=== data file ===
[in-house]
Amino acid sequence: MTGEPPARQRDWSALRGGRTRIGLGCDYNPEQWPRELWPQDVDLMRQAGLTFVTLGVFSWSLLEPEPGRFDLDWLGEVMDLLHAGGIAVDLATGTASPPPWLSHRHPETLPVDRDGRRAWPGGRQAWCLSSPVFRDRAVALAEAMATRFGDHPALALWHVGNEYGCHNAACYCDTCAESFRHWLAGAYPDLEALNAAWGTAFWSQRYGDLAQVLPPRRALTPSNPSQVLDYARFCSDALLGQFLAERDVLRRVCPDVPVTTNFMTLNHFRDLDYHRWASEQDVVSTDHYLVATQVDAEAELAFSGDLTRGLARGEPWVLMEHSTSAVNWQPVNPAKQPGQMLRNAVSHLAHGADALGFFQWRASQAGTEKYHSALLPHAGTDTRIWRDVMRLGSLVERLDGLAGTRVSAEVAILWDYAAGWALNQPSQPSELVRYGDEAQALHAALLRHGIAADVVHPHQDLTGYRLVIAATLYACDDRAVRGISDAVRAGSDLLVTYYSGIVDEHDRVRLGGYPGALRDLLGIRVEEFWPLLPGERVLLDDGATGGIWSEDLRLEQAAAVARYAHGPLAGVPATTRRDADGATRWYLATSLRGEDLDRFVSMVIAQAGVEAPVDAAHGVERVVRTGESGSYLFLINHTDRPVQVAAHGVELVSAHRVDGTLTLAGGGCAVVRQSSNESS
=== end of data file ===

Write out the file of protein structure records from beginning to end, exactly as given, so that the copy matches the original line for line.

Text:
[in-house]
Amino acid sequence: MTGEPPARQRDWSALRGGRTRIGLGCDYNPEQWPRELWPQDVDLMRQAGLTFVTLGVFSWSLLEPEPGRFDLDWLGEVMDLLHAGGIAVDLATGTASPPPWLSHRHPETLPVDRDGRRAWPGGRQAWCLSSPVFRDRAVALAEAMATRFGDHPALALWHVGNEYGCHNAACYCDTCAESFRHWLAGAYPDLEALNAAWGTAFWSQRYGDLAQVLPPRRALTPSNPSQVLDYARFCSDALLGQFLAERDVLRRVCPDVPVTTNFMTLNHFRDLDYHRWASEQDVVSTDHYLVATQVDAEAELAFSGDLTRGLARGEPWVLMEHSTSAVNWQPVNPAKQPGQMLRNAVSHLAHGADALGFFQWRASQAGTEKYHSALLPHAGTDTRIWRDVMRLGSLVERLDGLAGTRVSAEVAILWDYAAGWALNQPSQPSELVRYGDEAQALHAALLRHGIAADVVHPHQDLTGYRLVIAATLYACDDRAVRGISDAVRAGSDLLVTYYSGIVDEHDRVRLGGYPGALRDLLGIRVEEFWPLLPGERVLLDDGATGGIWSEDLRLEQAAAVARYAHGPLAGVPATTRRDADGATRWYLATSLRGEDLDRFVSMVIAQAGVEAPVDAAHGVERVVRTGESGSYLFLINHTDRPVQVAAHGVELVSAHRVDGTLTLAGGGCAVVRQSSNESS